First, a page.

5. Your thought is crazy and wild, and it seems so pure and true , that I I feel some of us can relate to it very closely. You’ve put down a number of emotions that we feel every day or may be some day out here. It’s nice to read how great distances our brain can map while we think. Splendid!!!

  6. am glad am not alone when i feel so…but you have left me with a splendid thought – ‘There is immense beauty in the vulnerability of that struggle.’ and I shall stick to that.
    thank you and congratulations.

  7. That is so beatutiful: There’s immense beauty in the vulnerability of that struggle.
    It is such reads that make me glad I landed here. But I do see how we can let things get out of hand and log out of the real world too often. Thank you for sharing straight from the heart.

  8. When I was on holiday and didn’t have access to Facebook on my phone, I was so much less stressed and felt so free! I’ve removed the app from my phone and feel so much better for it :)

  9. Been there, felt that. I am STILL jealous of anyone who “makes it” in this world through any legitimate channel.

  10. heeeyyyy…you got FP-ed. Congrats friend!

  11. The greatest tragedies occur when a person born unique forfeits who they might have been, in order to become a person who has already been born a thousand times. “Anthony Anaxagorou”

    Thanks for the post and staying unique.

  12. Great post. I can relate, very much! Thanks for being honest and genuine. It speaks wonders!

  13. Online few of us can ever be ‘real’ enough to stop others from turning us into something threatening. Even if we have the talent to reveal our complexity, our imperfections, people will then be threatened by how “real” we are and how comfortable we are with ourselves. There’s no winning online. The flatness of the electronic condition makes it impossible for others to see our true cracks. In my real life, I’ve noticed few inspire jealousy in me. It’s makes you wonder.

  14. What a nice blog! Thanks for making my day today!

  15. Pinterest rhymes with plagiarism, internet rhymes with ideas. (Well, maybe only in MY head.) Because I ain’t paying $40 for a scarf I can make myself in one hour out of stuff in the Maybe I’ll Wear It Again, Someday Box.

    PS: Cats and chickens rock. When enjoyed separately.

  16. I really feel just the same, but I don’t put it so eloquently. http://dawnpoints.wordpress.com/2013/07/31/day-211-screen-time/
    Thank you for sharing and helping me realize there’s someone else too.

  17. I read that Gemma Land blog too! And felt – conflicting emotions in reading it. I was amazed that someone can make a home business like that succeed and it gave me hope that if I had such a project, if I really put my energy into it, it could work out too. And then I also had to spend some time beating down the critical voices that cropped up asking me what I had to show for my life. Certainly not a book or a six-figure income.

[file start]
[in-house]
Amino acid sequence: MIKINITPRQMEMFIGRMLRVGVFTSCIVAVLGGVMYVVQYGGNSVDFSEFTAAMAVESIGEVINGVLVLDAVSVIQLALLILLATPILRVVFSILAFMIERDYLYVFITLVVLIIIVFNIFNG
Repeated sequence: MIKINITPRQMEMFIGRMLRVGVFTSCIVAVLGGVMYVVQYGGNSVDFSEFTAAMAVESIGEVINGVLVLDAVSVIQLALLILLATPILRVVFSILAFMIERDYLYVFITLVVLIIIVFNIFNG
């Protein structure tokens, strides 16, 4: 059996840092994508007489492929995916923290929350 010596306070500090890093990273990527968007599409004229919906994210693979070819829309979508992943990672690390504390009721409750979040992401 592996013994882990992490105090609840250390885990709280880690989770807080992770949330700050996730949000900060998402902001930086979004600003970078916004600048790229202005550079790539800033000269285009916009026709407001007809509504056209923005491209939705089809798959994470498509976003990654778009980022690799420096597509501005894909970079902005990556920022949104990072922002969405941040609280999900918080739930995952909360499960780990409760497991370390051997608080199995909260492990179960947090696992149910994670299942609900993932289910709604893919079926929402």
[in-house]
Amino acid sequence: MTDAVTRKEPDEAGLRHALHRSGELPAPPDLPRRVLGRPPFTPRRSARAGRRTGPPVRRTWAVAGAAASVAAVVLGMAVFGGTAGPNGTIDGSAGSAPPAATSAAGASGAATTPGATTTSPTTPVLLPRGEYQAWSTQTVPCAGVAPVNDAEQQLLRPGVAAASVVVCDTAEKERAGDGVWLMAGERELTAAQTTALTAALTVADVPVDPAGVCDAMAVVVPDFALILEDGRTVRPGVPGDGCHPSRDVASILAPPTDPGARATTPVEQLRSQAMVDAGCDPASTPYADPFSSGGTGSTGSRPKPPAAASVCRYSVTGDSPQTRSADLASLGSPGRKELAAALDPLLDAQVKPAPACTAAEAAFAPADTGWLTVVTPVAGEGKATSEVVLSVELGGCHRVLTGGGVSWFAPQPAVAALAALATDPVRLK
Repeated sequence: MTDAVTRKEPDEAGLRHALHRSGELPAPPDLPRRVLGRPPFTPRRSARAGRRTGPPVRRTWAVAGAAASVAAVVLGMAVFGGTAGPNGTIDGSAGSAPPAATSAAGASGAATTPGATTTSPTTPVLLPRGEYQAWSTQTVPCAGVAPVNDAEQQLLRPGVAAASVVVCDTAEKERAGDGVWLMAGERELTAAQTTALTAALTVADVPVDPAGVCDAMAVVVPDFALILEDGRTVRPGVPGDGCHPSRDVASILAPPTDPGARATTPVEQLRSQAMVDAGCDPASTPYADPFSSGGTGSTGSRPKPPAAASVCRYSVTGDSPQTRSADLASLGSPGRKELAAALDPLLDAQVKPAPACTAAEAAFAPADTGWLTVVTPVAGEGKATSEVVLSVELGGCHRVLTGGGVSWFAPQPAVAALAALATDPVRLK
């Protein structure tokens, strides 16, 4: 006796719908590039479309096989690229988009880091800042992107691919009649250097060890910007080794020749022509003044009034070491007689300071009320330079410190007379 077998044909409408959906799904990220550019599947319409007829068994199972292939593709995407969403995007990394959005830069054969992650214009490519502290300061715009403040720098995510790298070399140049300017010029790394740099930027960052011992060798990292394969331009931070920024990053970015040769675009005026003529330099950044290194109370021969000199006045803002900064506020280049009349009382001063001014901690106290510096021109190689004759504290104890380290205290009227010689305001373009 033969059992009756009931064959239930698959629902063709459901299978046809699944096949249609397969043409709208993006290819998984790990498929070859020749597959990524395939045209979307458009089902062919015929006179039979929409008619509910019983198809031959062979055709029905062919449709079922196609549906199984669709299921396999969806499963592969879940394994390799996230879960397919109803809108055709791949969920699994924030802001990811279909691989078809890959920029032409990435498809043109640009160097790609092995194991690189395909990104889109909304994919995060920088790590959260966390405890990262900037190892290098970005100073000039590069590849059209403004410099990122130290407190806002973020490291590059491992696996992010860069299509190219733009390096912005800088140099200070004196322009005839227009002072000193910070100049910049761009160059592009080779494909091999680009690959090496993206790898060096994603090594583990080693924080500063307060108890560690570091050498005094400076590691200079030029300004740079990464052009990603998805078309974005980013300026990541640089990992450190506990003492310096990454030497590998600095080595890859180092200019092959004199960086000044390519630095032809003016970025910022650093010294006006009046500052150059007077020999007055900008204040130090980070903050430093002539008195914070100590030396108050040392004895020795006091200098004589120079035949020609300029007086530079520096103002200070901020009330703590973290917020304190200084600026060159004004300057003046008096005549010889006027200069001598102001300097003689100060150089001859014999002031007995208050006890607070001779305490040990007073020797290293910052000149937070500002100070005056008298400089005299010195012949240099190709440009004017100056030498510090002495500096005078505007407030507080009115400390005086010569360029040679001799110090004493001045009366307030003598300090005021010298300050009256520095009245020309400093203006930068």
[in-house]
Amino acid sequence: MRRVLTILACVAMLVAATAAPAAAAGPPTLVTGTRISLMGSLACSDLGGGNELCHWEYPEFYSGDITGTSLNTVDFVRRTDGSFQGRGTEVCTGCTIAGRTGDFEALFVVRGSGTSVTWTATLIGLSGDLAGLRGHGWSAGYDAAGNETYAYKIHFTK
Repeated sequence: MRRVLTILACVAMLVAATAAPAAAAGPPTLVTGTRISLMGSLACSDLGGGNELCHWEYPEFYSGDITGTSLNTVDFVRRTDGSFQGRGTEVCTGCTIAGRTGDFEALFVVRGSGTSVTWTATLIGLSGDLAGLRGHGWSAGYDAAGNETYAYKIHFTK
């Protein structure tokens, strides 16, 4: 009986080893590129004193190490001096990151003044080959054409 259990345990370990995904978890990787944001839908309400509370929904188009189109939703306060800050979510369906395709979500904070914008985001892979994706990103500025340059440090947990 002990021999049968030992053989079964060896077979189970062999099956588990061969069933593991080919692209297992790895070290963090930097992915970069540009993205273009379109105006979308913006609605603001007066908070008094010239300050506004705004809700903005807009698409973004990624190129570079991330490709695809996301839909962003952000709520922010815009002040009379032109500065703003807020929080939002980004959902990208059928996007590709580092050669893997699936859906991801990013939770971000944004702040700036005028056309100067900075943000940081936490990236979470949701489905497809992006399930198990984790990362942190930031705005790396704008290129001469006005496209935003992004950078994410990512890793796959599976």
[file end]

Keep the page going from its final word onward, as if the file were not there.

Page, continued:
And I relate to what you say about the glossiness of it all. I found myself wanting to know about the hard times, the cracks in the veneer, because it all seemed too easy. Although maybe it was – and wouldn’t that be nice, to know that things could be so simple and fairy-tale-like?

    I read your kale blog and think the retreat center sounds lovely!

  18. Awesome……..Just Awesome Share.I love it.Looking forward for more.Alex,Thanks.

  19. Jane, this is awesome! It’s so easy to put all the wonderful things in life out for all the world to see and admire; it’s not so easy to share with the everyday struggles and failures. I applaud you for “keeping it real” and accepting that same realness in others. :)

  20. I’m with Sarah – can I apply for a job at the retreat center, too? I call dibs on a job in the kitchen! ;) In all seriousness, though, the squeaky-clean, symmetrical, beautiful world of blogland/Instagram/Facebook can leave a person feeling… gross. I’ve been considering a break from Instagram and Facebook, and only reading the blogs that are nourishing in some way. Authenticity and vulnerability will always champion a perfectly curated online world – and we would all be better served by sharing more honestly.

    • Oh Katie, I can definitely find you a place! And I would encourage your break from Instagram and Facebook. I can’t see anything bad about spending more time in the real, tangible world and less online. I know I’m always striving for it!

  21. Totally relate to this! I feel the same way about technology. I want to throw it all out the window, but it keeps pulling me back and I hate it for that. Those REAL moments – the ones like you describe of being under the sky with the guitar – that’s what I want more of. Those rare times when you can talk to someone face to face and they don’t pull their gadget out of their pocket multiple times. I want to be in touch with what’s here, natural, now, and I’m glad there are others that do too. :)